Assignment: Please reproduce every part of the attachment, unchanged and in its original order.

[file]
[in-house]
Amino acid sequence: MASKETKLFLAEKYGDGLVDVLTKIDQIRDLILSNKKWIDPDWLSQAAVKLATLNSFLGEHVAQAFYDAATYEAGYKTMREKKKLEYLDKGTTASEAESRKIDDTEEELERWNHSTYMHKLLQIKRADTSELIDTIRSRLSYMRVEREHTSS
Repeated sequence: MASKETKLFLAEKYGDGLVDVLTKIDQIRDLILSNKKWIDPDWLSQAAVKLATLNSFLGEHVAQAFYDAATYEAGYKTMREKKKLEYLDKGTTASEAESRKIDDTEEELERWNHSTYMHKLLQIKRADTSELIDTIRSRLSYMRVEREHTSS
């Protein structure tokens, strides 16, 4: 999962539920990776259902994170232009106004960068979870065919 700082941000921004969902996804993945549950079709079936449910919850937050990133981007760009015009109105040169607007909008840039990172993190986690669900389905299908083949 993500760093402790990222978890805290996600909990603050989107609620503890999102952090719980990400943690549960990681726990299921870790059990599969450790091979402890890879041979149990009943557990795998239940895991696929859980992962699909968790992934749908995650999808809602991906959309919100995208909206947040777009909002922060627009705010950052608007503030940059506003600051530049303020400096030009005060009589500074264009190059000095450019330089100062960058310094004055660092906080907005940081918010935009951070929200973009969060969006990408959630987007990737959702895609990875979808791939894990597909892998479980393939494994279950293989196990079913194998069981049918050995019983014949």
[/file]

[in-house]
Amino acid sequence: MASKETKLFLAEKYGDGLVDVLTKIDQIRDLILSNKKWIDPDWLSQAAVKLATLNSFLGEHVAQAFYDAATYEAGYKTMREKKKLEYLDKGTTASEAESRKIDDTEEELERWNHSTYMHKLLQIKRADTSELIDTIRSRLSYMRVEREHTSS
Repeated sequence: MASKETKLFLAEKYGDGLVDVLTKIDQIRDLILSNKKWIDPDWLSQAAVKLATLNSFLGEHVAQAFYDAATYEAGYKTMREKKKLEYLDKGTTASEAESRKIDDTEEELERWNHSTYMHKLLQIKRADTSELIDTIRSRLSYMRVEREHTSS
């Protein structure tokens, strides 16, 4: 999962539920990776259902994170232009106004960068979870065919 700082941000921004969902996804993945549950079709079936449910919850937050990133981007760009015009109105040169607007909008840039990172993190986690669900389905299908083949 993500760093402790990222978890805290996600909990603050989107609620503890999102952090719980990400943690549960990681726990299921870790059990599969450790091979402890890879041979149990009943557990795998239940895991696929859980992962699909968790992934749908995650999808809602991906959309919100995208909206947040777009909002922060627009705010950052608007503030940059506003600051530049303020400096030009005060009589500074264009190059000095450019330089100062960058310094004055660092906080907005940081918010935009951070929200973009969060969006990408959630987007990737959702895609990875979808791939894990597909892998479980393939494994279950293989196990079913194998069981049918050995019983014949």